Students who attended the successful postgraduate symposium organized by the SOEd at the Lautoka Campus.
A successful postgraduate symposium organised by The University of the South Pacific’s (USP) School of Education (SOEd) at the Lautoka Campus saw six (6) Masters and PhD students presenting their research interests on 24 March 2018.
Dr Pramila Devi, Lautoka Campus Director commended the SOEd for organising the event saying that students will particularly benefit from it.
She acknowledged Professor Govinda Lingam, Head of the SOEd, for his support not only for the symposium, but also for creating postgraduate cohorts in the Western Division.
Dr Devi also acknowledged that presenters, as well as attendees, will benefit from the symposium and that participants should draw from the feedback received to improve on their research work.
Professor Lingam explained that the SOEd ultimately wants students to succeed in their studies.
He stressed that “studies do not end after one or two qualifications in this day and age, but is rather something that goes on for a lifetime, especially for teachers” and expressed how encouraging it felt to see the students attending the symposium in numbers.
He stated that there are a lot of reforms and changes occurring in schools and universities in the Pacific Islands and the world and it is therefore up to individuals to respond and cope with these reforms through research.
“Research is happening everyday whether it be businesses finding ways to attract customers or fishermen changing locations when fish are not available. However, when we talk about academic research, it is of a slightly different nature where doing things on ad hoc basis and on impulse is not the convention,” Professor Lingam explained.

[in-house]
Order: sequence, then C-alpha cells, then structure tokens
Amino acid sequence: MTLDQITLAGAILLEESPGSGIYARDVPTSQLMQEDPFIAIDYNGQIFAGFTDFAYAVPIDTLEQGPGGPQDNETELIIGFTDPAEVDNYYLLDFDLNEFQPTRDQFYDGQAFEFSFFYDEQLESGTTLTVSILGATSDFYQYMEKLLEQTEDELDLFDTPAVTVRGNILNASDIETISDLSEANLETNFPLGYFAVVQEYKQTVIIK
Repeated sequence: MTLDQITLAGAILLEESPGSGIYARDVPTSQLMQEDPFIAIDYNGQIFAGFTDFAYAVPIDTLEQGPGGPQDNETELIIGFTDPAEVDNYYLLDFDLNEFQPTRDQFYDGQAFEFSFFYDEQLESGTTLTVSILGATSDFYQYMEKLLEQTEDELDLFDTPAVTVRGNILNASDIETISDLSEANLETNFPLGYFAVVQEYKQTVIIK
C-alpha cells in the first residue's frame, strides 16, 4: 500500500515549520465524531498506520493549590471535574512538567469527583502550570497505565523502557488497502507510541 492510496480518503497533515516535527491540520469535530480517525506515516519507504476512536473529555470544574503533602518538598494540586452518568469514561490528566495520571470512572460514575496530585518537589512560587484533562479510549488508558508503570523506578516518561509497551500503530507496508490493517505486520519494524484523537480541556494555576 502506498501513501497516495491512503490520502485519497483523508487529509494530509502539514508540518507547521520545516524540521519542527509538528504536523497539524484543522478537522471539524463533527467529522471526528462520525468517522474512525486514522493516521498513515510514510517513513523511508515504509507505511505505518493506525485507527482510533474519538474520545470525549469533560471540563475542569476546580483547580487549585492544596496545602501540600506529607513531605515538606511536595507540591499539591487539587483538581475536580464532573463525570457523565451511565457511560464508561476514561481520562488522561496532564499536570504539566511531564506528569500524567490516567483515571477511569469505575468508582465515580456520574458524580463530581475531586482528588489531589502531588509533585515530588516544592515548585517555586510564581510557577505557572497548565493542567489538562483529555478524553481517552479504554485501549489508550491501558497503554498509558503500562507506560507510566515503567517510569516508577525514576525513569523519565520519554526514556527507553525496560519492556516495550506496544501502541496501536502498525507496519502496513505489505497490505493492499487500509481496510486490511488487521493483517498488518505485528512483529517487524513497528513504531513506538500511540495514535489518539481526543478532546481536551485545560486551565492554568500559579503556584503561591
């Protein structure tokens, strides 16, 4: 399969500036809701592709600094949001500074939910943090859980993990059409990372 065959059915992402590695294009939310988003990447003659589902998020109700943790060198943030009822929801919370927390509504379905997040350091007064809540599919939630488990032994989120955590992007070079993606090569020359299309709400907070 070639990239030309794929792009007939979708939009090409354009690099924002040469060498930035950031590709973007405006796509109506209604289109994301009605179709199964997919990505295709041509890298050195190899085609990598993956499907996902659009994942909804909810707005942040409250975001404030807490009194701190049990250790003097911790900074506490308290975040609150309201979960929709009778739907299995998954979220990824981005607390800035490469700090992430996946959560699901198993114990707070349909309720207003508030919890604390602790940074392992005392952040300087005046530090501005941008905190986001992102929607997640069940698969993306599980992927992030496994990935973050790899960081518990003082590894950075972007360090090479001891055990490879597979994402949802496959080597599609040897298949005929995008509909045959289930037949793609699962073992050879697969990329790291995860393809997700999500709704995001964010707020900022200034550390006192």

He also invited participants to share their work noting that working from other campuses of USP is entirely different from the Laucala Campus.
Dr Jeremy Dorovolomo, the Chair of the SOEd Research Committee stressed that there is difference in supervision capacity and due to the busy schedules of academics, the onus is on the students to communicate regularly with their supervisors.
The other issue Dr Dorovolomo stressed was to write to the required length of the designated thesis or dissertation, for example, Supervised Research Project (SRP), MA or PhD, and not to underestimate or overdo the size of the research project.
Dr Dorovolomo said that the SOEd is working hard to reduce attrition rates of thesis candidates.
It was noted that research leadership matters enormously and with Professor Lingam’s support and energy, such symposia are possible along with other postgraduate support initiatives.
The SOEd used feedback from last year’s research workshop to organise this symposium. Dr Dorovolomo encouraged participants to be information literate and be familiar with the electronic databases that the University library subscribes to. He also encouraged thesis candidates to edit their thesis before submitting for examination and that examination processes might take time. They were also reminded that thesis candidates would need to use Turn-It-In for their thesis before submission.
Dr Dorovolomo advised thesis candidates to deposit their published articles in the USP research repository where they can help build student and SOEd profiles.
It was further mentioned that those who are new would need to use the research portal to submit their research project milestones.
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